After a record flood nearly overwhelmed levees here in 2009, local officials started a push for a massive Red River diversion, including a large dam and a big ditch more than 30 miles long to redirect floodwater around Moorhead and Fargo, N.D.
• Related: 2009 Red River flooding
The $2 billion project won the support of Congress. Getting a multi-year commitment from Washington to spend $900 million, however, was an ongoing concern.
So Fargo-Moorhead officials changed their sales pitch. Rather than wait on a long list of unfunded federal water projects, they said: Let us try a public-private partnership, and we'll only ask for half as much federal funding.
"We are telling the government that we will take less," said Darrell Vanyo, who chairs the Fargo-Moorhead Diversion Authority.
Project leaders are willing to take a chance that a public-private partnership will be cheaper, he said, adding, it's "the best way to get the federal government moving."
The Army Corps of Engineers agrees. The Corps has chosen the Fargo-Moorhead flood diversion as a demonstration project in what may be the first public private-partnership project for the Corps.
Terry Williams, who manages the diversion project for the Corps, said she envisions a split project. The Corps will build a 12-mile-long dam designed to hold back Red River water and direct the flow into a diversion channel.
A private contractor will build a quarter-mile-wide, 30-mile-long diversion channel. The channel will require nearly two dozen new bridges for highways and railroads. There will also be two aqueducts to allow smaller rivers to flow across the diversion channel.
The aqueducts would allow excess water to flow into the diversion channel during floods, but allow fish to move up and down the streams during times of normal water flow.
"It's a unique effort but it's the best way to get the Fargo-Moorhead metro project in place to benefit the 225,000 citizens in the area and protect the regional economy," she said.
If the Corps built the entire project it would take up to 16 years because federal funding is not consistent from year to year, she said, adding that a private contractor could build the project in less than half the time because funding would be stable.
The contractor would also operate and maintain the diversion for at least 20 years after construction. Williams says that provides incentive to build it right.
"They may be able to find more innovative ways to design and build it knowing that they are going to have this operation and maintenance, and they may be willing to take a little more risk than the Corps would if we were designing and building it," she said.
The hope is those innovations will save money.
The U.S. Department of Transportation has used public-private partnerships for projects. It's more common in many other countries, including Canada. A National Conference of State Legislatures report found these efforts often cost less and are finished sooner.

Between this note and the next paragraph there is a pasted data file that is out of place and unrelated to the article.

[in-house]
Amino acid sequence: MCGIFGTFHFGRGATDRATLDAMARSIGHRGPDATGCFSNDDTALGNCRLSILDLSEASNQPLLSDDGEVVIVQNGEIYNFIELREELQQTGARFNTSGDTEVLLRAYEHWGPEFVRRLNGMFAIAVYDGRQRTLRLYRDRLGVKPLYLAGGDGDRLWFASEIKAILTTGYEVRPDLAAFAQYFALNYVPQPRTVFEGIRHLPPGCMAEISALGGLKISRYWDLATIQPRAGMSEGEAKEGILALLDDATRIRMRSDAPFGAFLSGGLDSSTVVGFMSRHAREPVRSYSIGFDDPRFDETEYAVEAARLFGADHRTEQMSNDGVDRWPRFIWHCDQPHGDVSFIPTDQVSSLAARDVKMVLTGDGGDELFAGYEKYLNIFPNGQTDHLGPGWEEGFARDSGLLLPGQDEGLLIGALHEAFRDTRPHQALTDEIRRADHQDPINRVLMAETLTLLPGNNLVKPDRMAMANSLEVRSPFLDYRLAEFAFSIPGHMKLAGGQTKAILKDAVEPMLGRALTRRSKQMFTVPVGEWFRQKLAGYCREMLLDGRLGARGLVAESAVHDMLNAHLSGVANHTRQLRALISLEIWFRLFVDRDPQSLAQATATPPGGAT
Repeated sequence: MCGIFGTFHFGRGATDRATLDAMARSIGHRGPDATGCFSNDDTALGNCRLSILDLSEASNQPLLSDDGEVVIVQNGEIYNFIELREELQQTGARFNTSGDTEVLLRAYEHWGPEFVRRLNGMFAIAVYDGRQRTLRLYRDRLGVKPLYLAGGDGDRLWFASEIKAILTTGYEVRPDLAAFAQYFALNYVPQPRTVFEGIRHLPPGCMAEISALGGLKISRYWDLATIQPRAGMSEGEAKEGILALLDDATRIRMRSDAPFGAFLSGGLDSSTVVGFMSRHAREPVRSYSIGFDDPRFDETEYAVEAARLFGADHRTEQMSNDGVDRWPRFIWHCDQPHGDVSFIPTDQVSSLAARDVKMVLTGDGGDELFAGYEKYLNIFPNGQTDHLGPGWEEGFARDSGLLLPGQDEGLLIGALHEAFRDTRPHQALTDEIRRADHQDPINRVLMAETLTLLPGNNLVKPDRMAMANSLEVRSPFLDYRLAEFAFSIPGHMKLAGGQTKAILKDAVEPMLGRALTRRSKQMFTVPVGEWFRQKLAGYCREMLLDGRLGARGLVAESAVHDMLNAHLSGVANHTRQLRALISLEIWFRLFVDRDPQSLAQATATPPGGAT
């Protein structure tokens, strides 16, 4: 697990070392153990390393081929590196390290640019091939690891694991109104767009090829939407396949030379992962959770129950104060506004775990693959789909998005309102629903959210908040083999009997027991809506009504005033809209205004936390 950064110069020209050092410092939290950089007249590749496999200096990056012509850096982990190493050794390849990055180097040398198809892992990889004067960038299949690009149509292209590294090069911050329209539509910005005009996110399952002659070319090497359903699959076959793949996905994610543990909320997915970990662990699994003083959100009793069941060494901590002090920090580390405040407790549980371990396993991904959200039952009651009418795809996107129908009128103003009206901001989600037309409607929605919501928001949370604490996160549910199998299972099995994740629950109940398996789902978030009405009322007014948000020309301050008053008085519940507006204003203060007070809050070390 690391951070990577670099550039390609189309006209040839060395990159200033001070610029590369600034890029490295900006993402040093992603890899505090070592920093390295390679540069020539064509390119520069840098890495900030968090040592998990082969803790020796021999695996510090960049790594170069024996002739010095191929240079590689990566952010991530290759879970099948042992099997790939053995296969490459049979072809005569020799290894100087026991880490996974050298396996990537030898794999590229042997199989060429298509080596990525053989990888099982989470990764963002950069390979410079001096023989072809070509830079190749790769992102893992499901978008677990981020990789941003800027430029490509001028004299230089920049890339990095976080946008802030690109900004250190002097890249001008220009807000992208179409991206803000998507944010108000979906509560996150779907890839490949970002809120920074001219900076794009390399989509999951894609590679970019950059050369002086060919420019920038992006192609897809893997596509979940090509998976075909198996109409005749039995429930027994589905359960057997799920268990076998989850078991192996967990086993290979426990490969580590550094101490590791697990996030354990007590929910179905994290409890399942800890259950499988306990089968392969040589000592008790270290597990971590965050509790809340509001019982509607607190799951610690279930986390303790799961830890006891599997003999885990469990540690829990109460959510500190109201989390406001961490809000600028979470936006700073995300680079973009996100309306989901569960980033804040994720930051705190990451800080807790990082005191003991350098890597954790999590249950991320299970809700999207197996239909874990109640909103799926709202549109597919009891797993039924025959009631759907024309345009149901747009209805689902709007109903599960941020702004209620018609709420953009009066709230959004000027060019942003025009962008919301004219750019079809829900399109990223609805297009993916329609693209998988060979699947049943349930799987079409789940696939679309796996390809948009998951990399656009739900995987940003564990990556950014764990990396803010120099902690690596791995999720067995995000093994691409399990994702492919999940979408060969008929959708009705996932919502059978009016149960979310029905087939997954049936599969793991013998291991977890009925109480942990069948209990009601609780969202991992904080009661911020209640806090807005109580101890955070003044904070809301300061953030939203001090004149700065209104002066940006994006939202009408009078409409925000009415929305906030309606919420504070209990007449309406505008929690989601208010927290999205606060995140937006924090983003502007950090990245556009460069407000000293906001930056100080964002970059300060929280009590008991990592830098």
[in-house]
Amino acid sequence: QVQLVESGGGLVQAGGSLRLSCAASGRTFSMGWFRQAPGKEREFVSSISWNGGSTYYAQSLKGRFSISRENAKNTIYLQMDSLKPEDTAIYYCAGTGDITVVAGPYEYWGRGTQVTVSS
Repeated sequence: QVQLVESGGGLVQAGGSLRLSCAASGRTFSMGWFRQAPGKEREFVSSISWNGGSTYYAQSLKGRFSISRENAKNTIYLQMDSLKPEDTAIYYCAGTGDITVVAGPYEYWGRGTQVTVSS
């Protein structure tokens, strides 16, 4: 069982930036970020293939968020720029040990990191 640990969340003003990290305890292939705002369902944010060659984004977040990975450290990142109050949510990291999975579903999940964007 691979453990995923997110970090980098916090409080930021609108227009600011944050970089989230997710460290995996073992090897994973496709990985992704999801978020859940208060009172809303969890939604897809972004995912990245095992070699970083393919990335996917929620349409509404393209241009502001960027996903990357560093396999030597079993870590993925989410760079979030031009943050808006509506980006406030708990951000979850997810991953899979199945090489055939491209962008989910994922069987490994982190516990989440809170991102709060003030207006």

The Corps hopes the idea will help reduce a big backlog of unfunded water projects.
Local officials say they've already had several large contractors inquire about the project. The process of selecting a contractor won't start for several months and will probably take about a year. The diversion authority plans to hire a law firm with experience negotiating public-private water projects in other countries.
The Red River Diversion channel would reduce a 100-year flood event from 42.4 feet to 35 feet in Fargo. The record 2009 flood hit 40.8 feet.
The project isn't technically designed to protect against a 500-year flood event, but officials say it would make such a flood manageable by reducing the river level in Fargo from 46.7 feet to 40 feet.
• Photos: 2013 Red River flood, before and after
Public-private partnerships do carry some risk.
A World Bank report last year warned they can be more expensive if private investors foot too much of the bill because private borrowing costs are higher.
Cass County, N.D., administrator Keith Berndt understands that concern. He says the plan is to sell bonds to finance most of the local share and pay them off with a half-cent sales tax, which has already been approved by Fargo and Cass County, N.D., voters. Private investors will be expected to front less than 20 percent of the project cost.
The state of North Dakota will put about $450 million into the project.
Local officials expect to ask the Minnesota legislature for an as-yet undetermined contribution to the project. Most of the local cost is borne by North Dakota governments because the Corps determined those communities would receive most of the benefits from the project.
Berndt says now is a good time to sell bonds or borrow money for the project because interest rates are low.
The public-private plan isn't a done deal yet. Congress needs to approve funding to start the Corps part of the project. Two legal challenges need to be resolved and the Minnesota Department of Natural Resources must complete an environmental review of the project.
On Monday the two sides were expected to argue the merits of a lawsuit over whether the USACE followed federal rules when designing the project.
Williams, though, believes the legal issues will be resolved and the state environmental review should be completed next year. She anticipates construction starting in summer 2017.